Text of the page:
MARIETTA - State report card data will be released before the end of the month, but not in the format to which people have become accustomed.
Jason Smith, director of teaching and learning for Marietta City Schools, told board members during Monday's regular meeting of the Marietta City Schools Board of Education that preliminary data will be made available by Sunday.
It will not include the overall number of state indicators a district has met, the familiar ratings ranging from "excellent with distinction" to "academic emergency" or attendance data.
It's the attendance data that led the Ohio Board of Education to withhold the report cards, which are traditionally released in August. A trio of school districts in Columbus, Toledo and suburban Cincinnati were alleged to have manipulated attendance information to give them a better showing on the state tests that make up the bulk of the rankings.
The Auditor of State's Office launched a probe into attendance data statewide, and the state board of education initially voted to delay the release of the report cards indefinitely. Earlier this month, the board voted to release the data that is not affected by the probe.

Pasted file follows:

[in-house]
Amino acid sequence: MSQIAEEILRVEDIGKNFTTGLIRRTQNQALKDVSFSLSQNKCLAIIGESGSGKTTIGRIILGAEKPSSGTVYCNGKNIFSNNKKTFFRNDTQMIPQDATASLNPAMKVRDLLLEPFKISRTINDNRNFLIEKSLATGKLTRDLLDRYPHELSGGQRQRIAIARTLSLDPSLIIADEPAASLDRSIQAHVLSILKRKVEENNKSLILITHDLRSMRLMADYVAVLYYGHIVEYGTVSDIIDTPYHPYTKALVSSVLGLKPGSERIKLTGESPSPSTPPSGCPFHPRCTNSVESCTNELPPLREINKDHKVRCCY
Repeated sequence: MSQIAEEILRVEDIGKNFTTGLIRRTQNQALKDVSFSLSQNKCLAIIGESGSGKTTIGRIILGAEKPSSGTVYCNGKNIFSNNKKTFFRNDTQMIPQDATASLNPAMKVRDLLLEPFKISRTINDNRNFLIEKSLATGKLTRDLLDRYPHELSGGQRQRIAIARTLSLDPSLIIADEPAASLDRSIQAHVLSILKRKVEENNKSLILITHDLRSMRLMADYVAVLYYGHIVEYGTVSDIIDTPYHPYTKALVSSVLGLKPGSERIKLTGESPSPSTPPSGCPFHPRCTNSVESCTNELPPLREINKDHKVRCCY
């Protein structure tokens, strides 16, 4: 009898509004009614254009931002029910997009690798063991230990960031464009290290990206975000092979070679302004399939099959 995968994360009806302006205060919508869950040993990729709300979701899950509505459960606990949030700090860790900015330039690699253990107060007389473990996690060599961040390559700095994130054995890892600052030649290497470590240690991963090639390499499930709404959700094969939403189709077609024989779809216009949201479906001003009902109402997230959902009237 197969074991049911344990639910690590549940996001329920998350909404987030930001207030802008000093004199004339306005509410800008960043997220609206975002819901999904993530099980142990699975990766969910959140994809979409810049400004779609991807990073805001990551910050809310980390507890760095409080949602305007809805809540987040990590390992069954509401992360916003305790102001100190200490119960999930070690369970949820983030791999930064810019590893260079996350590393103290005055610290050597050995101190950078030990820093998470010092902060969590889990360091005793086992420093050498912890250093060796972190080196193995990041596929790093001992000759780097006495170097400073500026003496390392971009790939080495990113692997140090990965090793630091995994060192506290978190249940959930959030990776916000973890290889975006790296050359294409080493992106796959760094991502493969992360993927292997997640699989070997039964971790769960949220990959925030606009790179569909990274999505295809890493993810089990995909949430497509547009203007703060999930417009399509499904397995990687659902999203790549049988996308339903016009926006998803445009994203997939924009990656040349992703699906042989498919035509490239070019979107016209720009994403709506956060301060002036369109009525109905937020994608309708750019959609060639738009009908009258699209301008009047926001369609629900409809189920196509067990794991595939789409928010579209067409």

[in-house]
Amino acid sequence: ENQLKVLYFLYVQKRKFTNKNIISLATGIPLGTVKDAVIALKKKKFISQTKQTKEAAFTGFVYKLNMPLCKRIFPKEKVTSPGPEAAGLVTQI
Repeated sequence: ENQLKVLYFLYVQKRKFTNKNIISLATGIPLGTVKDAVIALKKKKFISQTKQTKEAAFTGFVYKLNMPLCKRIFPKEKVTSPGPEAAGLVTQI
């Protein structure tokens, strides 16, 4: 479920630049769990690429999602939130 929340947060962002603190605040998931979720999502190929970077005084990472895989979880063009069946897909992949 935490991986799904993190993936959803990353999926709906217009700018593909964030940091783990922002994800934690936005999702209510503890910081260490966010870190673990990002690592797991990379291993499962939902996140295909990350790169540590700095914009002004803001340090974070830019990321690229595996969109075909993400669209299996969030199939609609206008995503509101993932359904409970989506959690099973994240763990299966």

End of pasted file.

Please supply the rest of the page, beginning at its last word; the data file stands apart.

Smith said the soon-to-be-released data will include the performances for all grades and subjects from the Ohio Achievement Assessment and Ohio Graduation Test, but will not tally them into a Performance Index score showing how many indicators were met.
That information - except for the attendance rate - could be gleaned from the raw data, but those results will only be preliminary and could change, although Smith said that would be unlikely in most cases.
Also included will be preliminary data on value added, measuring whether students learned a year's worth of material in a year's time, and adequate yearly progress, measuring whether students are improving at the required rate.
No date has been announced for the release of the complete report card data.
"What I've heard is that the full report card won't be released until the (state) auditor has his investigation done, and that could be January before all is said and done," Smith said.
Tasha Werry, Race to the Top and Teachers Incentive Fund (TIF) grant coordinator for the Marietta City Schools District, told board members the data being released is enough to allow the district to move forward with TIF payouts to teachers who have taken on additional leadership roles, developed and followed through with professional goals and reached student growth benchmarks, as measured by state testing.
"We are still going to have our first payout in December," she said.
The amount to be paid out from the federal grant is not known at this time due to the delay in data being released.